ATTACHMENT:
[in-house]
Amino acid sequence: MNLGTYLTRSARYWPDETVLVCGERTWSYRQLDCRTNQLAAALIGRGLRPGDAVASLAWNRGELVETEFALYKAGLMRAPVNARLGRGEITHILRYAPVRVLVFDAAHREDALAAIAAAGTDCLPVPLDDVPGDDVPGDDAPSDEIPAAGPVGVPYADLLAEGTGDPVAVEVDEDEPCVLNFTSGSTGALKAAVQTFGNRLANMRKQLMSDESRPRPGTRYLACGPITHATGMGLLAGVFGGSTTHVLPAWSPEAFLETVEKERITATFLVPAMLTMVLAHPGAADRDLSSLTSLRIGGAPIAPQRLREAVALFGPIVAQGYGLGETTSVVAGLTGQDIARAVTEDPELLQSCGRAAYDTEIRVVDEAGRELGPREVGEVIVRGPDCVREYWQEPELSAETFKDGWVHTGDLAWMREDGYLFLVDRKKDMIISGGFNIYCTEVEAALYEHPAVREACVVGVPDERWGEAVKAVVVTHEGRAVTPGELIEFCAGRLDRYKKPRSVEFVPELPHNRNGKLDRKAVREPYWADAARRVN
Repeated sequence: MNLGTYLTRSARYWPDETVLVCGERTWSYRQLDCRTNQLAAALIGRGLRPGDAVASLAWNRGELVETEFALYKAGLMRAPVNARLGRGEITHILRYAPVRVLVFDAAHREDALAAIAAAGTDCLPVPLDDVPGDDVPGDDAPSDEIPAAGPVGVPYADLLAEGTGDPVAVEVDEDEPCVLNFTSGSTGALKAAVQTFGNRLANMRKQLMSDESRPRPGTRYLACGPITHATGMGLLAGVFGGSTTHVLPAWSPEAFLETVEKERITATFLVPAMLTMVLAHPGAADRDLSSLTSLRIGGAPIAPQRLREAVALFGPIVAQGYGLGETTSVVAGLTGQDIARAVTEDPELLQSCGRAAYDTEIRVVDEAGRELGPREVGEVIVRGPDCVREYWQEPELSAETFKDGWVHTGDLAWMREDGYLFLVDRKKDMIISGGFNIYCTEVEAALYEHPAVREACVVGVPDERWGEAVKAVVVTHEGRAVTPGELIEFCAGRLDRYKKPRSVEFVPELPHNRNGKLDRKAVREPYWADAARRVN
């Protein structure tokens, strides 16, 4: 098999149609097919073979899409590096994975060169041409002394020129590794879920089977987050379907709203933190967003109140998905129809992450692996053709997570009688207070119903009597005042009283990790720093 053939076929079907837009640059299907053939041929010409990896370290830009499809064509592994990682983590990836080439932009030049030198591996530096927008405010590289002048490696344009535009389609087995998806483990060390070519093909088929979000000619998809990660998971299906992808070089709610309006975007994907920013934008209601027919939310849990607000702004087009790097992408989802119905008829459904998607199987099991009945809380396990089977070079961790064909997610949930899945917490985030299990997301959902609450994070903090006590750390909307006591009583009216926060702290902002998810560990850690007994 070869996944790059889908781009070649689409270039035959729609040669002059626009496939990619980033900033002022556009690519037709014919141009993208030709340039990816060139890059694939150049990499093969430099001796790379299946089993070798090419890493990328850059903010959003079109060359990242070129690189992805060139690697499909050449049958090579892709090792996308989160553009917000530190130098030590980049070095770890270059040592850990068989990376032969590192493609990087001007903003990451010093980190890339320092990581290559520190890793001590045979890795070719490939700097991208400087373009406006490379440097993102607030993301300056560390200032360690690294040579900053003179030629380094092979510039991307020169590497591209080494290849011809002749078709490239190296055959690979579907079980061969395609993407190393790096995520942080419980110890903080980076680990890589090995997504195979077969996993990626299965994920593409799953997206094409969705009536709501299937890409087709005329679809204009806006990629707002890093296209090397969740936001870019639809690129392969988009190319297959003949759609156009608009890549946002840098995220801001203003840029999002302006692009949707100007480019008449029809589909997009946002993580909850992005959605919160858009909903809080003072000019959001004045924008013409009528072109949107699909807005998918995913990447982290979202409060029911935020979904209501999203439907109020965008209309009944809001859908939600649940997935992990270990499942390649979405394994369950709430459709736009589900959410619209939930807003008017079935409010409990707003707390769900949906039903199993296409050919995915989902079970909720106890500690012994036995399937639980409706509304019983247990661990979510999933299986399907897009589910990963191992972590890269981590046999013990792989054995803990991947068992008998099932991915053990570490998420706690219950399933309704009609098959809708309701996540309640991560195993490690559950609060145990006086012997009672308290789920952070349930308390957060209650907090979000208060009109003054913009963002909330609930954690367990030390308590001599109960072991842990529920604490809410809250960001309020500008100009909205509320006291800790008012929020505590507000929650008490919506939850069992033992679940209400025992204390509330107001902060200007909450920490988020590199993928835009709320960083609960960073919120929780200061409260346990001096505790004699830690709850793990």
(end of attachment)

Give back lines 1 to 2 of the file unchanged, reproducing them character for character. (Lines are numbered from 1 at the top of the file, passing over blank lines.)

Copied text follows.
[in-house]
Amino acid sequence: MNLGTYLTRSARYWPDETVLVCGERTWSYRQLDCRTNQLAAALIGRGLRPGDAVASLAWNRGELVETEFALYKAGLMRAPVNARLGRGEITHILRYAPVRVLVFDAAHREDALAAIAAAGTDCLPVPLDDVPGDDVPGDDAPSDEIPAAGPVGVPYADLLAEGTGDPVAVEVDEDEPCVLNFTSGSTGALKAAVQTFGNRLANMRKQLMSDESRPRPGTRYLACGPITHATGMGLLAGVFGGSTTHVLPAWSPEAFLETVEKERITATFLVPAMLTMVLAHPGAADRDLSSLTSLRIGGAPIAPQRLREAVALFGPIVAQGYGLGETTSVVAGLTGQDIARAVTEDPELLQSCGRAAYDTEIRVVDEAGRELGPREVGEVIVRGPDCVREYWQEPELSAETFKDGWVHTGDLAWMREDGYLFLVDRKKDMIISGGFNIYCTEVEAALYEHPAVREACVVGVPDERWGEAVKAVVVTHEGRAVTPGELIEFCAGRLDRYKKPRSVEFVPELPHNRNGKLDRKAVREPYWADAARRVN